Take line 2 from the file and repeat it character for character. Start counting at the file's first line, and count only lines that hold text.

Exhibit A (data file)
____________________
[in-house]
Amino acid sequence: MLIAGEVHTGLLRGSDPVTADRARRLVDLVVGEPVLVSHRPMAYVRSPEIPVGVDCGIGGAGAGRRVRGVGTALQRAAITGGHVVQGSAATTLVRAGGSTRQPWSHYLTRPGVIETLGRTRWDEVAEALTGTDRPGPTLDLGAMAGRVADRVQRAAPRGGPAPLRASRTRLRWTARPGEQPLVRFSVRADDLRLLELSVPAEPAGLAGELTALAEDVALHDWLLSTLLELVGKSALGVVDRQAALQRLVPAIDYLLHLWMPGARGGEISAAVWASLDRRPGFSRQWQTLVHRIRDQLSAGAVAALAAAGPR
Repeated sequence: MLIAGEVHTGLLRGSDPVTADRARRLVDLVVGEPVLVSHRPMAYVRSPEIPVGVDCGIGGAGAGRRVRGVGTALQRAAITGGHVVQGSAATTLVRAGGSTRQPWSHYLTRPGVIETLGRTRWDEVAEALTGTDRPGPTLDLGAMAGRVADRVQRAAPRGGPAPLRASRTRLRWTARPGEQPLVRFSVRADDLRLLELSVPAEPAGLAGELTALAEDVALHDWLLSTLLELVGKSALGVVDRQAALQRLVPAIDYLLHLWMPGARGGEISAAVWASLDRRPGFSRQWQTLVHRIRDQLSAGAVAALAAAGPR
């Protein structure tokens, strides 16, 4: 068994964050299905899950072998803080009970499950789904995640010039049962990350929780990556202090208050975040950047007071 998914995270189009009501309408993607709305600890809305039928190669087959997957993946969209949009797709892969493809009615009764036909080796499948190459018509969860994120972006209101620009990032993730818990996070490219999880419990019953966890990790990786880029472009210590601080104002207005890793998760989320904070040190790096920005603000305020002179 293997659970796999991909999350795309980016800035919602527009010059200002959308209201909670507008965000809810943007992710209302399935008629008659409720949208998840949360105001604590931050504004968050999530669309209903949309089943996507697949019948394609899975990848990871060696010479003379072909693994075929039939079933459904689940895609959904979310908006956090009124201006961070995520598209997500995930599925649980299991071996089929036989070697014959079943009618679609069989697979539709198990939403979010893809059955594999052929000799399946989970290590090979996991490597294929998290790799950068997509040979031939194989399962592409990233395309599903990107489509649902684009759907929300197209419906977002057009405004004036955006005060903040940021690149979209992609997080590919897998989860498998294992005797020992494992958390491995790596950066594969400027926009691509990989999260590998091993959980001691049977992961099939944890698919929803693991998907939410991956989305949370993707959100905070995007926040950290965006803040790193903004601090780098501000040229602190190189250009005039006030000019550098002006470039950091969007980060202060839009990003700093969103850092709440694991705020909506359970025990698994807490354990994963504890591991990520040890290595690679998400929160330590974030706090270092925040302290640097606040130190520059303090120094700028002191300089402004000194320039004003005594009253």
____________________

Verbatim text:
Amino acid sequence: MLIAGEVHTGLLRGSDPVTADRARRLVDLVVGEPVLVSHRPMAYVRSPEIPVGVDCGIGGAGAGRRVRGVGTALQRAAITGGHVVQGSAATTLVRAGGSTRQPWSHYLTRPGVIETLGRTRWDEVAEALTGTDRPGPTLDLGAMAGRVADRVQRAAPRGGPAPLRASRTRLRWTARPGEQPLVRFSVRADDLRLLELSVPAEPAGLAGELTALAEDVALHDWLLSTLLELVGKSALGVVDRQAALQRLVPAIDYLLHLWMPGARGGEISAAVWASLDRRPGFSRQWQTLVHRIRDQLSAGAVAALAAAGPR